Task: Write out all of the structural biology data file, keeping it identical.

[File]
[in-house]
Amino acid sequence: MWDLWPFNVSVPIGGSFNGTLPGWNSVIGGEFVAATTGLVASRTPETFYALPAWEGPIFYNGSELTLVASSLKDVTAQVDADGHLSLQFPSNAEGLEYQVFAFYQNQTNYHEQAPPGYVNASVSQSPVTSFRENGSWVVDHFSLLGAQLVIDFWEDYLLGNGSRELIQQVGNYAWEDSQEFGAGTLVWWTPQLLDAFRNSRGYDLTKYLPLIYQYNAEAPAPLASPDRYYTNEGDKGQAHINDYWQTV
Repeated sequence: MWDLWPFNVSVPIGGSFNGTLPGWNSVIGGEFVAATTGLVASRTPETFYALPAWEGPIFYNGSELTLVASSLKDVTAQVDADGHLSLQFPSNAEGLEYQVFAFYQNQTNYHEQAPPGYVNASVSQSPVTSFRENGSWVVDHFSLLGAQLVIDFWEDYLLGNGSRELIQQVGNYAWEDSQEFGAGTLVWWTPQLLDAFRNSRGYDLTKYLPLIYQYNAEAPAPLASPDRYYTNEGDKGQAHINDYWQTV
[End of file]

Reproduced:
[in-house]
Amino acid sequence: MWDLWPFNVSVPIGGSFNGTLPGWNSVIGGEFVAATTGLVASRTPETFYALPAWEGPIFYNGSELTLVASSLKDVTAQVDADGHLSLQFPSNAEGLEYQVFAFYQNQTNYHEQAPPGYVNASVSQSPVTSFRENGSWVVDHFSLLGAQLVIDFWEDYLLGNGSRELIQQVGNYAWEDSQEFGAGTLVWWTPQLLDAFRNSRGYDLTKYLPLIYQYNAEAPAPLASPDRYYTNEGDKGQAHINDYWQTV
Repeated sequence: MWDLWPFNVSVPIGGSFNGTLPGWNSVIGGEFVAATTGLVASRTPETFYALPAWEGPIFYNGSELTLVASSLKDVTAQVDADGHLSLQFPSNAEGLEYQVFAFYQNQTNYHEQAPPGYVNASVSQSPVTSFRENGSWVVDHFSLLGAQLVIDFWEDYLLGNGSRELIQQVGNYAWEDSQEFGAGTLVWWTPQLLDAFRNSRGYDLTKYLPLIYQYNAEAPAPLASPDRYYTNEGDKGQAHINDYWQTV